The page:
The gender gap at the firm Lu studies is even more exaggerated than the gap in the broader economy. Seventy-two percent of the firm’s sales clerks are women, and roughly the same percentage of store managers are women, too. But the company has almost no women at the top level. The exact causality is hard to draw out because the ability and effort of individual managers is not directly observed by researchers. What Lu can observe is the managers’ performance measured in terms of store sales, and she finds that stores with male managers generate 34.4 percent higher sales than stores with female managers. Surprisingly, she finds no discernible difference in the measurable abilities between male and female managers that can be attributed to the performance gap. They both have similar individual sales numbers (store managers are also salespeople), and women, as it turns out, manage the turnover of the sales clerks in their stores better than men.
Differential preferences are also not the cause. The firm claims that men leave low sales stores in search of higher compensation, since their pay is linked to sales. In this picture, women are less aggressive, taking what they are assigned and sticking with it. “But we did a data-driven estimation to model this gender-specific turnover rate, and the data doesn’t support what the firm told us,” Lu says. If the firm assigned stores equitably between men and women, then women would be assigned 72 percent of the high-sales-potential stores. The actual percentage of high-sales-potential stores assigned to women was much lower—44.5 percent. “The data tell me the company assigned better stores to men,” Lu says. “What has caused the inequitable store assignment? We don’t have direct evidence from our data to prove causality.” However, during her interviews with the company, some managers acknowledged that although there might not be systematic bias against women in the store assignment process, it might be socially easier for male store managers and clerks to build connections and rapport with those male bosses in the upper management, thereby giving them an edge in the store assignment process.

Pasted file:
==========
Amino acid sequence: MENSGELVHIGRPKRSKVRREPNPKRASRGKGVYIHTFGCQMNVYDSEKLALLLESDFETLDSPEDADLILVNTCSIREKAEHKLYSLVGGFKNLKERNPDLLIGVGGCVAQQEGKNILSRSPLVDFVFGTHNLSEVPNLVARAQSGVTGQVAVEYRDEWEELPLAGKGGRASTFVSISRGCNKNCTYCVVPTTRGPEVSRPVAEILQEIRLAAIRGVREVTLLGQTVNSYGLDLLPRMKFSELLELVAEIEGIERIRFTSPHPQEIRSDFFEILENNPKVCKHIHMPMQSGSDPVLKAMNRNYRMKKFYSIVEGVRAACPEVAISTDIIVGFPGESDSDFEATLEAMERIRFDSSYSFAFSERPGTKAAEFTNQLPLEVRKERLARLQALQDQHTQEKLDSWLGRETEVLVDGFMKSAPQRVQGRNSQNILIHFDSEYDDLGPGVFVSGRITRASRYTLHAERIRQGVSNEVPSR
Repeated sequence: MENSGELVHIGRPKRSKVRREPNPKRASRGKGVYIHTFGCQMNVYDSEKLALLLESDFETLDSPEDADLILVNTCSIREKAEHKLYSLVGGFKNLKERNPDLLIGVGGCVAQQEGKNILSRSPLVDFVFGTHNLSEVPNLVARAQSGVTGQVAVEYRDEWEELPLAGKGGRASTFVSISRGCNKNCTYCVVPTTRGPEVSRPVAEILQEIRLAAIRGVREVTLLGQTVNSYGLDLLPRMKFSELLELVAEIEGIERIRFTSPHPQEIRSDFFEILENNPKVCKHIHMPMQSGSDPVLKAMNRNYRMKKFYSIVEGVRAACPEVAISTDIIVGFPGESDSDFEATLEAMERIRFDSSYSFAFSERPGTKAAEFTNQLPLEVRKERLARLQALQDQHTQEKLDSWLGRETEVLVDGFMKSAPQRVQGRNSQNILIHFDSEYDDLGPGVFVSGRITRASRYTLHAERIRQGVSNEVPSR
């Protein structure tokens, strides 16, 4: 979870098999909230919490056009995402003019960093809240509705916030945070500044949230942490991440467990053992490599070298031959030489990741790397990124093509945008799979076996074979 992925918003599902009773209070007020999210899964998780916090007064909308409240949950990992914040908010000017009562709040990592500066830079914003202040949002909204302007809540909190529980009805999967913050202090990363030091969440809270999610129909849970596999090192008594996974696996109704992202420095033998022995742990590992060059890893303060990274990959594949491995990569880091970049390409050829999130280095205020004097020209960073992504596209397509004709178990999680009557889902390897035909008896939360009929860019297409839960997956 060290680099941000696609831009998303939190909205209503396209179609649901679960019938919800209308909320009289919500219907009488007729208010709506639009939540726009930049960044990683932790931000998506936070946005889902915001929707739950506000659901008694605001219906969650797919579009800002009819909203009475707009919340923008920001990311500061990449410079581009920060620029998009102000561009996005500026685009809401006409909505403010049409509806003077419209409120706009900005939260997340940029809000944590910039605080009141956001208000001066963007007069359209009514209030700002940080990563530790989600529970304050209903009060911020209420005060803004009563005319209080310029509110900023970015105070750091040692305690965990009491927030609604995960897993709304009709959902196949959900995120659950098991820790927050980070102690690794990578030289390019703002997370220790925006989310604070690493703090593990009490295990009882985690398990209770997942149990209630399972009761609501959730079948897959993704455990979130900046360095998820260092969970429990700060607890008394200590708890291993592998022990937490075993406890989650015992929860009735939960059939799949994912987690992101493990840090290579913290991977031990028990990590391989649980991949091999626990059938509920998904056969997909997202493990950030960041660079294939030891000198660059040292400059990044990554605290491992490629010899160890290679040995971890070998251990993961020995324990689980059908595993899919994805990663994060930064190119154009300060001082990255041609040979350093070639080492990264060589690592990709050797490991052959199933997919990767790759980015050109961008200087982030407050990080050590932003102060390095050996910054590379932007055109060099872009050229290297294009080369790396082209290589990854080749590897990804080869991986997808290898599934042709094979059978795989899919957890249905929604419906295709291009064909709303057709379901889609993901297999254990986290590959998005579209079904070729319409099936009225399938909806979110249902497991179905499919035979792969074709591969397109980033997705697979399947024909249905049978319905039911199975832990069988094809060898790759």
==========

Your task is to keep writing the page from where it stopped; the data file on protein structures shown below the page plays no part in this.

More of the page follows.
Inequity in resource allocation is hindering women from climbing the corporate ladder. But this is not unavoidable, because we give managers a tool to identify inequity in their own organization.
It’s tempting to dismiss store assignment inequity as one more inevitable vicissitude of the workplace. But that’s not true. Assignments at work are like precious resources, and they can dictate an employee’s career potential. At tech firms, the resource could be the number of engineers working on the project you are leading. At a hotel company, the resource could be the location or size of the hotel you get to manage. “If these resource assignments are not distributed equitably, and if your promotion and compensation decisions are purely based on performance measures that highly depend on allocated resources, then you will have an inequitable distribution of women and men in higher management,” Lu explains. This is the mechanism she sees at work in her own study of the sportswear firm.
To combat this resource allocation inequity, Lu’s paper offers a formula to create a Resource Inequity Index (RII), which can be adapted to many organizational settings and calculated based on readily available internal data.
“Inequity in resource allocation is hindering women from climbing the corporate ladder,” Lu concludes. “But this is not unavoidable, because we give managers a tool to identify inequity in their own organization.”